We grant that one of the recent complaints against Yale is justified. She indulges in chess clubs! Such an indulgence is inexcusable, and forebodes the most dire disaster to the college. We have watched with greatest trepidation the rise of these baneful organizations here in Cambridge. Our college chess clubs must go, before parents may feel truly safe in sending their sons to New Haven or Cambridge. But with this one exception we think we can say of the tendencies of college life, with the writer from Yale, that "Our life is neither frivolous nor insincere," and that "there is an undercurrent in it of earnestness and manly purpose which must result in producing men in every way fitted to combat the obstacles of life."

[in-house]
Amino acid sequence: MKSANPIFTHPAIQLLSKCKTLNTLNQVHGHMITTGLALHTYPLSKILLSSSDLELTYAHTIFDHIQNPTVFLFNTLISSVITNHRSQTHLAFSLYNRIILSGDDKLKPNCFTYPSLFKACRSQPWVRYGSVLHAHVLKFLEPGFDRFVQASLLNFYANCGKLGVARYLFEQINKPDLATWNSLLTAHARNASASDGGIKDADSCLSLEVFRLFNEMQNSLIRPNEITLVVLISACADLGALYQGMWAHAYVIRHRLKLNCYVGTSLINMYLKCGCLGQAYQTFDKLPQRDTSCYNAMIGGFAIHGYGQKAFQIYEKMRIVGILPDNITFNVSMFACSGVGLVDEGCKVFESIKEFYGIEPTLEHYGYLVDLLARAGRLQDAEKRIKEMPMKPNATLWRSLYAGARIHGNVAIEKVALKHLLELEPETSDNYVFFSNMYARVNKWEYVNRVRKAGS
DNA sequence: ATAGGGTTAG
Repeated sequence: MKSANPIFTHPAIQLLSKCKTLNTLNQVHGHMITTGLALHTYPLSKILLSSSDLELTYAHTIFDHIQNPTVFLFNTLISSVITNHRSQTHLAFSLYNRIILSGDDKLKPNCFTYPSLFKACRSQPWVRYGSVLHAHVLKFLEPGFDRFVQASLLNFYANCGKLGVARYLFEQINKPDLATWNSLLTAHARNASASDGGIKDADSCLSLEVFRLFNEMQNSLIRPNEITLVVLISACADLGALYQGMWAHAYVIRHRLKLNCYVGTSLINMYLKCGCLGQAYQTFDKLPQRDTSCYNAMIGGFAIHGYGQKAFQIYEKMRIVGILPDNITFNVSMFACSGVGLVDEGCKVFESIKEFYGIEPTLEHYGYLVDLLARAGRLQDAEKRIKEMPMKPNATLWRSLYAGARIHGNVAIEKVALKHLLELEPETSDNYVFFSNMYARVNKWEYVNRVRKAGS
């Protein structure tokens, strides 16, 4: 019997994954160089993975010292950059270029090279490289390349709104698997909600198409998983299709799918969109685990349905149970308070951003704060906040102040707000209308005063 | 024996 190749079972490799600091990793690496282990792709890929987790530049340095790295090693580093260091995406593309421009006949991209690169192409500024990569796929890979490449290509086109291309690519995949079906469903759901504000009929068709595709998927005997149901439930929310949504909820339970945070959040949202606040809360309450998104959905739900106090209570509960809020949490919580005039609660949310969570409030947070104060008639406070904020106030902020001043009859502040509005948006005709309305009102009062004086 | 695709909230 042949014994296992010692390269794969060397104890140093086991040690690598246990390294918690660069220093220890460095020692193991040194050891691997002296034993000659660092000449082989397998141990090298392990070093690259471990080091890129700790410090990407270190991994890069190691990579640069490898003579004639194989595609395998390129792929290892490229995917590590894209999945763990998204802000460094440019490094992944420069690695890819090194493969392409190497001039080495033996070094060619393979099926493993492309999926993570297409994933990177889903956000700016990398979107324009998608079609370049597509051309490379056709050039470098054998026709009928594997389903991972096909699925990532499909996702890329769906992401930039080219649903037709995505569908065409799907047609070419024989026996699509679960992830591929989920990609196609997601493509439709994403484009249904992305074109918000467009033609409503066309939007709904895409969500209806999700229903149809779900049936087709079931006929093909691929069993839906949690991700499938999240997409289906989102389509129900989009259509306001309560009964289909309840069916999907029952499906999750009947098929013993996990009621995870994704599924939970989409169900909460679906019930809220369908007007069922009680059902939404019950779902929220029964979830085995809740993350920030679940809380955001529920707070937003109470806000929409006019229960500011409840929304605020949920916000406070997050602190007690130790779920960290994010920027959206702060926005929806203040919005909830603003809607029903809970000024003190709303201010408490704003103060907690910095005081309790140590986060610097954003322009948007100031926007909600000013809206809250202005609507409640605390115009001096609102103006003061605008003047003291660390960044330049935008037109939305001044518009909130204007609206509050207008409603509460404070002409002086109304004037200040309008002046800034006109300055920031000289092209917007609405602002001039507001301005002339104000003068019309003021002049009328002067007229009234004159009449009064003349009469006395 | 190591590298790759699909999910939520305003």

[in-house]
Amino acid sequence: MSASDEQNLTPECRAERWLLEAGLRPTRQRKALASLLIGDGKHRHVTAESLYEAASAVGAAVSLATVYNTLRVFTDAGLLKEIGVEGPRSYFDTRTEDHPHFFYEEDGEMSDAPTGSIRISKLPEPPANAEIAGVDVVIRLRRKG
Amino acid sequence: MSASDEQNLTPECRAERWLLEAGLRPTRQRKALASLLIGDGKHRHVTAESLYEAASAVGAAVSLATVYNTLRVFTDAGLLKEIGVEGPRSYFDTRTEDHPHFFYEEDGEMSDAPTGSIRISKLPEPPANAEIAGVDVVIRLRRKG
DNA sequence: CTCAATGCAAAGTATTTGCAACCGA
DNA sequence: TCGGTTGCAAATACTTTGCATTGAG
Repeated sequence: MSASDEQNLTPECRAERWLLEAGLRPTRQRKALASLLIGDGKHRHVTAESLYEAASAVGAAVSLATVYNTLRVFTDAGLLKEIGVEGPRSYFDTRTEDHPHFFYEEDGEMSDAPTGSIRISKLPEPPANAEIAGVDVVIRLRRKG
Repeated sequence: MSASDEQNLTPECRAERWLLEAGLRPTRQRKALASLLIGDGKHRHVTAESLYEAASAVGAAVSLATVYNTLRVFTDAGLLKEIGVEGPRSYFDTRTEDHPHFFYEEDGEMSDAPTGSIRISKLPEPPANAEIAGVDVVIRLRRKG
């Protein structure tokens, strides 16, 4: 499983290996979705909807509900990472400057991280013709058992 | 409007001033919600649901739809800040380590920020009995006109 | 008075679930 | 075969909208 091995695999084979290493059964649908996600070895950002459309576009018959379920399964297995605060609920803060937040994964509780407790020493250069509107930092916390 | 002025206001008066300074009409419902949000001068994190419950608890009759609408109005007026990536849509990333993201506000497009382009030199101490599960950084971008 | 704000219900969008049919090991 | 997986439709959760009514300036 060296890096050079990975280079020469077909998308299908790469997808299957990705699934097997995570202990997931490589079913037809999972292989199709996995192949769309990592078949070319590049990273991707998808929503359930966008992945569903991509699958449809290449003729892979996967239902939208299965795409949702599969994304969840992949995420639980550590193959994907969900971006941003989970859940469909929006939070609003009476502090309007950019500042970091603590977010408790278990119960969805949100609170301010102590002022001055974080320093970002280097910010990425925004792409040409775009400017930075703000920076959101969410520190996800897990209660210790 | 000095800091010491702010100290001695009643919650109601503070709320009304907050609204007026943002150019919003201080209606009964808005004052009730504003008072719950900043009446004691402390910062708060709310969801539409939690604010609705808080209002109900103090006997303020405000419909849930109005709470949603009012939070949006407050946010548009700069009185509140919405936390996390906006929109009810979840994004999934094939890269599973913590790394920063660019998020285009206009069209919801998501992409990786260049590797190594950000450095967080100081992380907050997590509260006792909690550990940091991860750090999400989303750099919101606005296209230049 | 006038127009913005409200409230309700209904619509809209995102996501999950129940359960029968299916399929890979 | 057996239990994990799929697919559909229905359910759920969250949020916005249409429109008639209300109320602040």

A letter from Yale, published in a New York paper, contains a very able contradiction of the general belief that college life is degenerating into a life of athletics, impiety, and social dissipation. The same paper had previously printed a disparaging account of Yale's endeavors to get a new gymnasium and to have an earlier chapel hour, of her holding class Germans, of her crew's having a trainer, of her indulging in chess clubs, and of her having a Glee Club that was to give a concert. We do not ourselves see, in any one of the matters above mentioned, grounds for the charges of irreligion and excessive athleticism and social dissipation, that have been showered down with the customary amount of poor taste and gross ignorance. Harvard has often been attacked on just these same points; and doubtless she must ever expect such attacks as long as their exists a class of writers who are so bold as to write on what they know nothing about, to impart with apparent sincerity, impressions and ideas which are but the outcome of little or almost no study combined with a feverish desire to get in print.